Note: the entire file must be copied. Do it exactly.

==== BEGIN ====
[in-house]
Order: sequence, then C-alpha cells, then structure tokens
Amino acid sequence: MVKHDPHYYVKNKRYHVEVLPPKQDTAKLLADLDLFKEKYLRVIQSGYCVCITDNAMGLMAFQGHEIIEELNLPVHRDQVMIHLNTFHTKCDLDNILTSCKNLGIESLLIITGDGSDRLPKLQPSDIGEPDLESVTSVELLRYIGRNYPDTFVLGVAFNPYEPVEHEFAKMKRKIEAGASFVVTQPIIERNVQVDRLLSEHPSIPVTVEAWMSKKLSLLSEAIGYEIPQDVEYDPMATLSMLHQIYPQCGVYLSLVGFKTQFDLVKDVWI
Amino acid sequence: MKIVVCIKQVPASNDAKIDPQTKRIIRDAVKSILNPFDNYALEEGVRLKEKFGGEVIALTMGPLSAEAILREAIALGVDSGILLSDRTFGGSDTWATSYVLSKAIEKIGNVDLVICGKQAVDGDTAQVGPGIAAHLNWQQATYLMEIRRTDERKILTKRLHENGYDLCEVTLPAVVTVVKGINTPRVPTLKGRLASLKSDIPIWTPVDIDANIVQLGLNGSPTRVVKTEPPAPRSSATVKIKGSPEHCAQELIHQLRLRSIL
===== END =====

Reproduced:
[in-house]
Order: sequence, then C-alpha cells, then structure tokens
Amino acid sequence: MVKHDPHYYVKNKRYHVEVLPPKQDTAKLLADLDLFKEKYLRVIQSGYCVCITDNAMGLMAFQGHEIIEELNLPVHRDQVMIHLNTFHTKCDLDNILTSCKNLGIESLLIITGDGSDRLPKLQPSDIGEPDLESVTSVELLRYIGRNYPDTFVLGVAFNPYEPVEHEFAKMKRKIEAGASFVVTQPIIERNVQVDRLLSEHPSIPVTVEAWMSKKLSLLSEAIGYEIPQDVEYDPMATLSMLHQIYPQCGVYLSLVGFKTQFDLVKDVWI
Amino acid sequence: MKIVVCIKQVPASNDAKIDPQTKRIIRDAVKSILNPFDNYALEEGVRLKEKFGGEVIALTMGPLSAEAILREAIALGVDSGILLSDRTFGGSDTWATSYVLSKAIEKIGNVDLVICGKQAVDGDTAQVGPGIAAHLNWQQATYLMEIRRTDERKILTKRLHENGYDLCEVTLPAVVTVVKGINTPRVPTLKGRLASLKSDIPIWTPVDIDANIVQLGLNGSPTRVVKTEPPAPRSSATVKIKGSPEHCAQELIHQLRLRSIL